Patients who are diagnosed with sarcomatoid mesothelioma face a much poorer outlook than those with the more common epithelioid form of the disease, according to a study published online January 15 in the journal, Modern Pathology. The study also found evidence linking sarcomatoid mesothelioma with higher asbestos exposures, and confirmed that proteins called cytokeratins (CK) are among the most useful markers for diagnosing this type of mesothelioma.
Sarcomatoid mesothelioma is the least common form of this already rare cancer, comprising only about 10 percent of the 2,000 to 3,000 mesothelioma cases diagnosed in the U.S. each year. It is also the most aggressive type of this disease. Studies find that patients with sarcomatoid mesothelioma survive for an average of just five to six months.
That short survival time makes it essential for doctors to diagnose sarcomatoid mesothelioma as quickly as possible. “Accurate diagnosis of mesothelioma is important both for optimal treatment and determining progress,” says study author Victor L. Roggli, MD, Professor of Pathology at Duke University Medical Center. Yet sarcomatoid mesothelioma is among the most difficult forms of the disease to diagnose with any accuracy, because it can look very similar to other non-cancerous and cancerous tumors, including other sarcomas (a cancer that forms in connective tissue). “Some sarcomas that sarcomatoid mesothelioma can be confused with do better in terms of survival,” Dr. Roggli says.
The researchers say that immunohistochemistry—a diagnostic staining technique that looks for protein markers in cells that are specific to certain cancers—is not as useful for sarcomatoid tumors as it is for other types of mesothelioma. “Special stains are of rather limited benefit and if the pathologist relies on staining of the tumor alone, mistakes can be made,” Dr. Roggli says. However, of the immunohistochemical markers available, CK is among the most useful for diagnosing sarcomatoid mesothelioma. “The best approach to diagnosis is close communication between the radiologist looking at the films, the doctor who takes the biopsies (surgeon, radiologist, or pulmonologist), and the pathologist,” he says.
To learn more about this aggressive cancer, Dr. Roggli and his colleagues examined database records taken from 326 patients. They discovered that most of the patients with sarcomatoid mesothelioma had cancer in the chest area (pleura).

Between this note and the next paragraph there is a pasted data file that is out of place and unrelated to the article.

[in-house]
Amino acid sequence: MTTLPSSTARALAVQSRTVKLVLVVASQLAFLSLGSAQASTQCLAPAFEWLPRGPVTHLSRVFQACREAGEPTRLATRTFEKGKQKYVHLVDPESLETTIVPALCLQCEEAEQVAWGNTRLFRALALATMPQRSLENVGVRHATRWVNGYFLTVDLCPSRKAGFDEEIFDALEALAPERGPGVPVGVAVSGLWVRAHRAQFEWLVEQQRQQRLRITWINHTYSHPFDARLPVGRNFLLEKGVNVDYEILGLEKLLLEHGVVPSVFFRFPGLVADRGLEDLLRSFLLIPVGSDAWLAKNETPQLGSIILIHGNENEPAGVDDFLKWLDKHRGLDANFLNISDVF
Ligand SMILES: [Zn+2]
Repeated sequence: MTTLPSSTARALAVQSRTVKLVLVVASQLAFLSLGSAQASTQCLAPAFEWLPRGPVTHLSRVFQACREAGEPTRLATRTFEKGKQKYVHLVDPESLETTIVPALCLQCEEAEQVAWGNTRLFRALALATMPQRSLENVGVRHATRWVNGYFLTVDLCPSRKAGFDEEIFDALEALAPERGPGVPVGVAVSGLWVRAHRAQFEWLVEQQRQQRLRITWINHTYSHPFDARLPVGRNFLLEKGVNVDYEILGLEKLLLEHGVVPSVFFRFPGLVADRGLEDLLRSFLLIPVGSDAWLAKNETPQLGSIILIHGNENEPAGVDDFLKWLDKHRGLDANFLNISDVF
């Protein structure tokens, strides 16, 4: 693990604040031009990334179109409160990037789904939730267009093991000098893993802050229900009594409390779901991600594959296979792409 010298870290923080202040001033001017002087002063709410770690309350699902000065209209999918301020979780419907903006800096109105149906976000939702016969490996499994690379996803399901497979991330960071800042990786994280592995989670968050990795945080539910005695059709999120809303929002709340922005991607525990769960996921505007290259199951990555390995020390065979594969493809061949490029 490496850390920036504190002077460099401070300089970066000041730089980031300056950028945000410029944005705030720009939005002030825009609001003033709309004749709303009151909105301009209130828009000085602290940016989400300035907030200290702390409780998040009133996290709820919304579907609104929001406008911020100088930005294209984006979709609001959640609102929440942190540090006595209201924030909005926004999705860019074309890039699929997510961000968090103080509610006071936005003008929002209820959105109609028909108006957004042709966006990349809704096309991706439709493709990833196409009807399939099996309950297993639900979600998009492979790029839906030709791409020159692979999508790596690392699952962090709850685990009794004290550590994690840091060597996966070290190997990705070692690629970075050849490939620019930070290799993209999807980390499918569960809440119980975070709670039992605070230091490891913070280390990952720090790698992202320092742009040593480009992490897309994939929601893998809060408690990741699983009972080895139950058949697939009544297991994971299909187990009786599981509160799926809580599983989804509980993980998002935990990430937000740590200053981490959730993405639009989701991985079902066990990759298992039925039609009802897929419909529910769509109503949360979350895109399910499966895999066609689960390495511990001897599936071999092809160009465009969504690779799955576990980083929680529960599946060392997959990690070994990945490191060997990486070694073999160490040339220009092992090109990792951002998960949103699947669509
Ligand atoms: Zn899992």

Using x-ray analysis, the authors found that patients had more asbestos fibers in their tissue samples compared with patients who had non-sarcomatoid tumors. “Our findings indicate that on average, sarcomatoid mesotheliomas are associated with heavier exposures to asbestos than the other mesothelioma types,” Dr. Roggli says. Most of those fibers were the amosite form of asbestos.
The researchers also confirmed that sarcomatoid mesotheliomas have a particularly dire prognosis compared with other forms of this cancer. In the study, only 30 percent of patients with sarcomatoid mesothelioma were alive at six months, and only 10 percent were alive after a year. By comparison, survival rates for the more common epithelioid mesothelioma are in the range of 12 to 24 months.
“Our study is the largest by far of this relatively rare form of a rare cancer (mesothelioma),” says Dr. Roggli. “Our findings confirm reports by others that this type has a rather grim prognosis, a strong association with asbestos, and location mainly in the chest.”
Klebe S, Brownlee NA, Mahar A, Burchette JL, Sporn TA, Vollmer RT, Roggli VL. Sarcomatoid mesothelioma: a clinical-pathologic correlation of 326 cases. Modern Pathology; 2010 Jan 15 [Epub ahead of print].
American Cancer Society. What are the Key Statistics About Malignant Mesothelioma?